It was a storybook wedding. The bride wore an elegant white dress. The groom donned a traditional black tuxedo. The bridesmaids strolled gracefully down the aisle. The flower girl and ring bearer were wide-eyed and earned coos and giggles from the crowd. The flowers were beautiful. The music played harmoniously. The candles added just the right hues to the backdrop of the ceremony.

The joy, elation and excitement of the day left Sabrina with an unmistakable glow. Within a few moments, she and Johnny had made the commitment to love, honor, cherish and respect each other in sickness and in health, for richer or for poorer, until death did them part.

But less than 36 months later, both Johnny and Sabrina were ready to break their covenant of marriage and file for divorce. How did something that began so perfectly grow into an unhealthy, hurtful relationship?

The transformation began shortly after the honeymoon. When the young couple walked into my office for counseling, I (Ted) remember sensing the pain, hurt and disappointment in their eyes as they began recounting their stories and interactions. Sabrina remembered one evening shortly after they were married:

“I’m going out tonight, honey,” Johnny announced on his way out the door. “I’m hanging with the boys. I’ll be home around midnight.”

“What do you mean you are going out tonight?” Sabrina protested. “I had a special meal planned.”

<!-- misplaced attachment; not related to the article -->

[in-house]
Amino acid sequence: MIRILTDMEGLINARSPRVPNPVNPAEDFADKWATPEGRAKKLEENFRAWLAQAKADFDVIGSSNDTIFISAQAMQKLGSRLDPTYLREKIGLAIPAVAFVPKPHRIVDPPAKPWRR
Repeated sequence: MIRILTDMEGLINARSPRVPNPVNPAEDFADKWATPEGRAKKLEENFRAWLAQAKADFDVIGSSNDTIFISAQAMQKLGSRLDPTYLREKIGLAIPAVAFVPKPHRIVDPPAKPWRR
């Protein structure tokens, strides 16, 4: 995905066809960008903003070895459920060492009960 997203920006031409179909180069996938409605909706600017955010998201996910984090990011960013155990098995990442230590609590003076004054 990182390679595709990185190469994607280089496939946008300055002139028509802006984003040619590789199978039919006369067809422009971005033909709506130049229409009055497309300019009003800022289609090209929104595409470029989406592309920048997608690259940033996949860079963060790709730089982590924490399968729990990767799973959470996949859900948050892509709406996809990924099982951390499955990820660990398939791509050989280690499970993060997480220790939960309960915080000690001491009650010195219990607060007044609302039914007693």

“Don’t you remember last week, when I told you that Craig is hosting a Texas hold ’em tournament tonight?” Johnny answered.

“Yes, I remember you mentioning it, but I don’t remember us making any decisions about it.”

“What . . . are you my mother?” Johnny snapped.

“No, but I thought it would be cool if we hung out tonight, because we’re out every other night this week with work, church and my parents’ get-together.”

“Baby, I can’t let the guys down. They’re expecting me. I’ll try to get home a little earlier, if that will make you happy.”

“Fine, I’ll see you in the morning.”

“Now you’re mad?” Johnny asked.


With that, Johnny left the house. Six months later, the marriage was deteriorating on multiple levels. Sabrina’s small annoying habits were growing too big for Johnny to overlook. Meanwhile, Johnny’s lack of attention to detail or care for hygiene were becoming more than Sabrina could handle. Instead of talking to her husband, Sabrina spent long hours on the phone each night criticizing him. She picked on the way Johnny ate and belittled him for not doing more around the house.